Friday, October 9, 2009

Geneticists call for better draft sequences

Patrick Chain of the Joint Genome Institute at the Los Alamos National Laboratory in New Mexico and his colleagues from more than ten sequencing centres across the United States, Canada and the United Kingdom suggest in their paper that a new set of standards needs to be applied to genome projects. (Full story)

Also from Nature News this week:

Fossil rewrites early human evolution

The fossils come from a sediment layer sandwiched between two layers of volcanic rock known as tuff - each dated to 4.4 million years ago, says a team led by Giday WoldeGabriel, of Los Alamos National Laboratory in New Mexico. (Full story)

Discovering Ardi, Sunday October 11 at 7 PM MDT, 9 Eastern

Documenting the sustained, intensive investigation leading up to the landmark publication in Science of the Ardipithecus ramidus fossils. "These are the results of a scientific mission to our deep African past," said project co-director and geologist, Dr. Giday WoldeGabriel of the Los Alamos National Laboratory. (Check it out)

How green is your data?

Los Alamos National Laboratory began a server virtualization push in 2006. The lab has eliminated 105 physical servers and now runs more than 250 virtual servers on 13 physical hosts. Virtualization has saved the lab 873,000 kilowatt hours per year and about $639,000 in energy costs. (Full story)

DOE labs keep busy with research

"In a future with no nuclear testing, the nuclear deterrent relies on the scientific credibility and the agility of the staffs of the labs more than on the stockpile itself," says Duncan McBranch, principal associate director of science, technology, and engineering at LANL. (Full story—subscription required)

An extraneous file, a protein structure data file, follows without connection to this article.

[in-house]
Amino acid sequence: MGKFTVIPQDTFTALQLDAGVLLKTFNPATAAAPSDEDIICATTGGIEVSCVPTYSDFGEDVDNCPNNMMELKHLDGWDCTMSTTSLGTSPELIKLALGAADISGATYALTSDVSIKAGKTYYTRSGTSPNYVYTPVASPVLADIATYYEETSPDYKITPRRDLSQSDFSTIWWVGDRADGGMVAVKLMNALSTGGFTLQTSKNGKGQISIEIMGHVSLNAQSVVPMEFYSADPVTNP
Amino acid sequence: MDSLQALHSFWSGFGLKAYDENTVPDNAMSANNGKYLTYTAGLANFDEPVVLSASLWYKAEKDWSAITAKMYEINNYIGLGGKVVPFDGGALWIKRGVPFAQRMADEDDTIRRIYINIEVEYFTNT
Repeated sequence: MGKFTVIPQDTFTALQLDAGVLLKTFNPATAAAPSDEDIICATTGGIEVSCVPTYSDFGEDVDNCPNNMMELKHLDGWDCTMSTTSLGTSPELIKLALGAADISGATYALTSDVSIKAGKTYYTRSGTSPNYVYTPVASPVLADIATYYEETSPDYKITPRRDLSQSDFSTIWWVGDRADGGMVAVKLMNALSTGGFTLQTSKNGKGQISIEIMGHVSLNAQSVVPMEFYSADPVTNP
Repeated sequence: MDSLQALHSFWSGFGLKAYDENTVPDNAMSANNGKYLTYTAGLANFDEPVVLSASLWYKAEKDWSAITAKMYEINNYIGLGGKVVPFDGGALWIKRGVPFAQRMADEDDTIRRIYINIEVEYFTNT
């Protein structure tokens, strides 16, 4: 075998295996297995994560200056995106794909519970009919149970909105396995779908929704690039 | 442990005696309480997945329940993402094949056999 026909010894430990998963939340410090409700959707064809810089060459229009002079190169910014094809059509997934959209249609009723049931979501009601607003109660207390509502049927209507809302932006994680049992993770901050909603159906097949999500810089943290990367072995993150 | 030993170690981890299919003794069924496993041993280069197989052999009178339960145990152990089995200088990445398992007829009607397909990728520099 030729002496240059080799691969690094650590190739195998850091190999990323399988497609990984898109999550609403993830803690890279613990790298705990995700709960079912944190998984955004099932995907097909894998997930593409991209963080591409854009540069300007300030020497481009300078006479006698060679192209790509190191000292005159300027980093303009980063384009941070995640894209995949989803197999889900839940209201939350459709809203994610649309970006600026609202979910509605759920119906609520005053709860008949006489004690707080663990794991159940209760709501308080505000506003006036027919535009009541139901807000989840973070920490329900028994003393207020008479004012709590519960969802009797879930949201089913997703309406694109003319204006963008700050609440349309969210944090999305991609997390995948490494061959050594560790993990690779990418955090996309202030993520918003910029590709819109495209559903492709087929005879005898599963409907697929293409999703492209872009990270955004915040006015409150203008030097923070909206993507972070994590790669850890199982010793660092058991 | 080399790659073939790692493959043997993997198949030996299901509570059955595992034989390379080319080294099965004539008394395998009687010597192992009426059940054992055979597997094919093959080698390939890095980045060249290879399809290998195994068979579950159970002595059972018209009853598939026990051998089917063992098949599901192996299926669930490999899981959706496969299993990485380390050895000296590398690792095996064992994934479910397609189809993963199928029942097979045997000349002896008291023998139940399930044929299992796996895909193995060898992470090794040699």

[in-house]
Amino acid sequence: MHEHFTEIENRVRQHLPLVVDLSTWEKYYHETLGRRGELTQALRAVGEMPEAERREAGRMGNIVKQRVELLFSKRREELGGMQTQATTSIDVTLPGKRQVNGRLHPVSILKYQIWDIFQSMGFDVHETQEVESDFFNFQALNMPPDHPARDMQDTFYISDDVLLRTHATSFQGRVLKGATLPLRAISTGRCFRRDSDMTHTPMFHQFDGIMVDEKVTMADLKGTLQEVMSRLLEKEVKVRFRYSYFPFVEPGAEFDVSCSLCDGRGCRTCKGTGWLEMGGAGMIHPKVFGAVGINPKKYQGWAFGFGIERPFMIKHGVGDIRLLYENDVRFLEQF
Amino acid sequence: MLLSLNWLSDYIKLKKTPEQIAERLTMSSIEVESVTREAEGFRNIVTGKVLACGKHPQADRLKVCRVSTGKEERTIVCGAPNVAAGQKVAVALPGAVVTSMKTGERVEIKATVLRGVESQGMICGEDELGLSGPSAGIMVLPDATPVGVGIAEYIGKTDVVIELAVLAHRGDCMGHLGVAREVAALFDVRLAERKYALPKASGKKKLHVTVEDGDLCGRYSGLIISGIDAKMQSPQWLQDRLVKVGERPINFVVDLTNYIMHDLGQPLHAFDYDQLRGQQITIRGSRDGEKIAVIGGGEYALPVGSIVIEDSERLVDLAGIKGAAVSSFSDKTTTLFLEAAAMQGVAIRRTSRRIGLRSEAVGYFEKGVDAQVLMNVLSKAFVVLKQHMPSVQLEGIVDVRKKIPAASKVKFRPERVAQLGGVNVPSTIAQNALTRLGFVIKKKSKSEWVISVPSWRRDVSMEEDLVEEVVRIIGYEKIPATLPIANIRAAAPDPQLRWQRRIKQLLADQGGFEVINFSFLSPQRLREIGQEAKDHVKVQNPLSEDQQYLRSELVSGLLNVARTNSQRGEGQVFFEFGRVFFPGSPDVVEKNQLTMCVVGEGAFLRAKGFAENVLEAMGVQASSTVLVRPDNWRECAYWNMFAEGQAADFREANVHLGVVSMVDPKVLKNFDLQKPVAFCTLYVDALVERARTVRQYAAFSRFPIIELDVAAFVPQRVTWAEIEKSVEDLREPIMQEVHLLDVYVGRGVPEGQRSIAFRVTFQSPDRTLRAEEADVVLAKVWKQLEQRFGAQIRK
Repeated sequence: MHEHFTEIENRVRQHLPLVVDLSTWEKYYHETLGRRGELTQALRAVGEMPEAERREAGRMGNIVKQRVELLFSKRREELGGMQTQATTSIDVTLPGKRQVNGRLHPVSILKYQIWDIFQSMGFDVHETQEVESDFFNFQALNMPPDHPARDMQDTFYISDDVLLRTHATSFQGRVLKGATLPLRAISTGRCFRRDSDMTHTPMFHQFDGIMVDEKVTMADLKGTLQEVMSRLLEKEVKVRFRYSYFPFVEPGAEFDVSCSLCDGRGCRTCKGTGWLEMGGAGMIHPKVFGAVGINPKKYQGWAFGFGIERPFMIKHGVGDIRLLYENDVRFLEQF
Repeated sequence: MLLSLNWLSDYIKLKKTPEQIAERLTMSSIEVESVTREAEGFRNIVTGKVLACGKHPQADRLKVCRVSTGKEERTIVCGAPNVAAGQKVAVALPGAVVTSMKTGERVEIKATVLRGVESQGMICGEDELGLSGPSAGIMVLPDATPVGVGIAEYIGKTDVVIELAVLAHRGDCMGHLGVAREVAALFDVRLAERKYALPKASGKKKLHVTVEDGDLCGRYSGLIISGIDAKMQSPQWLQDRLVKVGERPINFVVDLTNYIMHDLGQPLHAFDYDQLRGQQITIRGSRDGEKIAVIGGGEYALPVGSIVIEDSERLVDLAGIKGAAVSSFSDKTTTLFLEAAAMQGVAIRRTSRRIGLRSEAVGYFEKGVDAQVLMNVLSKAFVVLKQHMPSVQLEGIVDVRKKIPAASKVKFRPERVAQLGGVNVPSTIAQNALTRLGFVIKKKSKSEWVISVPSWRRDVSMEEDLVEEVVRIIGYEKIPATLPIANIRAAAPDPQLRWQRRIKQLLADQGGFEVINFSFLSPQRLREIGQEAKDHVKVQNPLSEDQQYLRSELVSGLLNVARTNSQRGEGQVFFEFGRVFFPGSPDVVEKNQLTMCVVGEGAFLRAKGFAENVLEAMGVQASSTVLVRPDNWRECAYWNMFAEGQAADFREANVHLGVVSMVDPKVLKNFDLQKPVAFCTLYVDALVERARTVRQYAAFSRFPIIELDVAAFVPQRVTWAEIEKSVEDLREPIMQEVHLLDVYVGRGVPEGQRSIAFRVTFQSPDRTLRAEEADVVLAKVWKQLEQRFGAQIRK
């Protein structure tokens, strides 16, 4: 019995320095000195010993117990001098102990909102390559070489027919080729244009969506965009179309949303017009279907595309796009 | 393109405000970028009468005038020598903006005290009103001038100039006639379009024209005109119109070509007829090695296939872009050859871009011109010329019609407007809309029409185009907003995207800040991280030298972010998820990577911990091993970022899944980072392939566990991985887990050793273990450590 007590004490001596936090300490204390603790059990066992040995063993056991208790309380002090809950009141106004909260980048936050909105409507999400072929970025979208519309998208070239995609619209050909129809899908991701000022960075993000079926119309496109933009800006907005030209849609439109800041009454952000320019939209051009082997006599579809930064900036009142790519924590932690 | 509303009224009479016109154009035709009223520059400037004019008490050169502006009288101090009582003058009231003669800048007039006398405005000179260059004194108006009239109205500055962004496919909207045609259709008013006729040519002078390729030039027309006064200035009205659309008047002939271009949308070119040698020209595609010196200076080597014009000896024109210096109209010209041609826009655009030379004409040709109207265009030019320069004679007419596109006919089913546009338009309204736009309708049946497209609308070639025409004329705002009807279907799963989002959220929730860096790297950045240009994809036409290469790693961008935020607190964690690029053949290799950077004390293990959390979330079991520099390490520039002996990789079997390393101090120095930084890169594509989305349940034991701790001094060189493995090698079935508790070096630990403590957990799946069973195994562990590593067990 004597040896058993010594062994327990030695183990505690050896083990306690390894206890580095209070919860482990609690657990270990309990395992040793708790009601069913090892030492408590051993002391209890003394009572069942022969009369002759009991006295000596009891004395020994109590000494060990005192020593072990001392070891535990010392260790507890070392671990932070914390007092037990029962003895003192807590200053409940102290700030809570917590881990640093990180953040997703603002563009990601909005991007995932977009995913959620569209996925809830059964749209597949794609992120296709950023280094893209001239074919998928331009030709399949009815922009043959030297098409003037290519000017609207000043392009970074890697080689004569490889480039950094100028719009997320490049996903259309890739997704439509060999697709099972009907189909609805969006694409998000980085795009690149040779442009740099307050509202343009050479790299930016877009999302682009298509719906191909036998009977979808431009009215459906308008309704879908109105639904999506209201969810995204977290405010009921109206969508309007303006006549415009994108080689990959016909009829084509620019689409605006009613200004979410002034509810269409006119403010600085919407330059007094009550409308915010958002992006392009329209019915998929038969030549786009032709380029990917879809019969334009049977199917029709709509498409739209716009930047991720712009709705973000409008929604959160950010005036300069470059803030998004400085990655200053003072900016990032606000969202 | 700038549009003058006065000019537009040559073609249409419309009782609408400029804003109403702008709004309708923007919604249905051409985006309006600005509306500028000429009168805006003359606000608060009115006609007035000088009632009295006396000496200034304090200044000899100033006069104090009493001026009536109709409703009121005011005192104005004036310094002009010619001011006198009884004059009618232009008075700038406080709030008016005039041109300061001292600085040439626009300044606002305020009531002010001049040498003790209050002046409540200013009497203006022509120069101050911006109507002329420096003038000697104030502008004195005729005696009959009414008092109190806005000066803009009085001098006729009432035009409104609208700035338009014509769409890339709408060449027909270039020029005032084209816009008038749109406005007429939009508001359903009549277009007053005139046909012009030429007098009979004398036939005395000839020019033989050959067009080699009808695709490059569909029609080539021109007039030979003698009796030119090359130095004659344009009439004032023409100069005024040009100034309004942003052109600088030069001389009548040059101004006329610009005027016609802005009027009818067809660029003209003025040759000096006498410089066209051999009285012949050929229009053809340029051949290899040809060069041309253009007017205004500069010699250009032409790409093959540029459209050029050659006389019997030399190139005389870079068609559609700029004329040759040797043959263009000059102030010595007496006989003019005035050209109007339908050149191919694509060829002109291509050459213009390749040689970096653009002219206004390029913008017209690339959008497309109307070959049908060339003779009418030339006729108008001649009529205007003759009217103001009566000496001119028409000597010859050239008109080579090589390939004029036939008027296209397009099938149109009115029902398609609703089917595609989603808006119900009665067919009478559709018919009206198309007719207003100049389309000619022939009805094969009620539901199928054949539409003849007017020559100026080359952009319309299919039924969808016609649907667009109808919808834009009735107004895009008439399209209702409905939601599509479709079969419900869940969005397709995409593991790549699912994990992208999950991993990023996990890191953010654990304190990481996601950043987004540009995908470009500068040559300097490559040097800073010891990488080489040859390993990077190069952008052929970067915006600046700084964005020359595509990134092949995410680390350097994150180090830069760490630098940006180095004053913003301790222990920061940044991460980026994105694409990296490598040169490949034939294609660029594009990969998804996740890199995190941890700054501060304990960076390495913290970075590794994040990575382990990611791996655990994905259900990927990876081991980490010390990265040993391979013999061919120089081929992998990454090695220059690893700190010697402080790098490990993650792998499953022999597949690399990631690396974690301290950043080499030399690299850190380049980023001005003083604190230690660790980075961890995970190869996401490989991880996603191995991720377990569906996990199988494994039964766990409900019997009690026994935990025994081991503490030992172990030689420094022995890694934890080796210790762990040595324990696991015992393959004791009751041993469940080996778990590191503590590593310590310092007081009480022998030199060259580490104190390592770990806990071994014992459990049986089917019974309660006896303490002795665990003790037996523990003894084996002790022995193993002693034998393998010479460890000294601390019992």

KRSN 1490 AM
Lab scientist discusses climate change

Los Alamos scientist Nate McDowell spoke about new approaches to assessing regional climate impacts on vegetation during an interview this week on Los Alamos radio station KRSN 1490 AM. (Listen in)

Virtualization proves cost effective for some agencies

Officials at the Energy Department’s Los Alamos National Laboratory have used virtualization technology to address issues of cooling, limited floor space and power consumption as they sought to ramp up capacity in data centers on the sprawling, 36-mile campus. (Full story)

NNSA marks Energy Awareness Month

Los Alamos's "Cerillos" supercomputer ranked second [for energy efficiency] at more than 458 million flops per watt, while the lab's "Roadrunner," the world's fastest supercomputer for the past two years, came in fourth at nearly 445 million flops per watt. (Full story)

The butterfly effect gets entangled

The study supports long-standing ideas that there is no single sharp boundary between the quantum and classical worlds, says quantum physicist Wojciech Zurek of the Los Alamos National Laboratory in New Mexico. (Full story)

NASA grant to fund search for life on Mars

In cooperation with scientists at Los Alamos National Laboratory, Delaware State University researchers will develop sensors to be placed on future Mars rovers that can detect compounds essential for life, even underneath the soil. (Full story)

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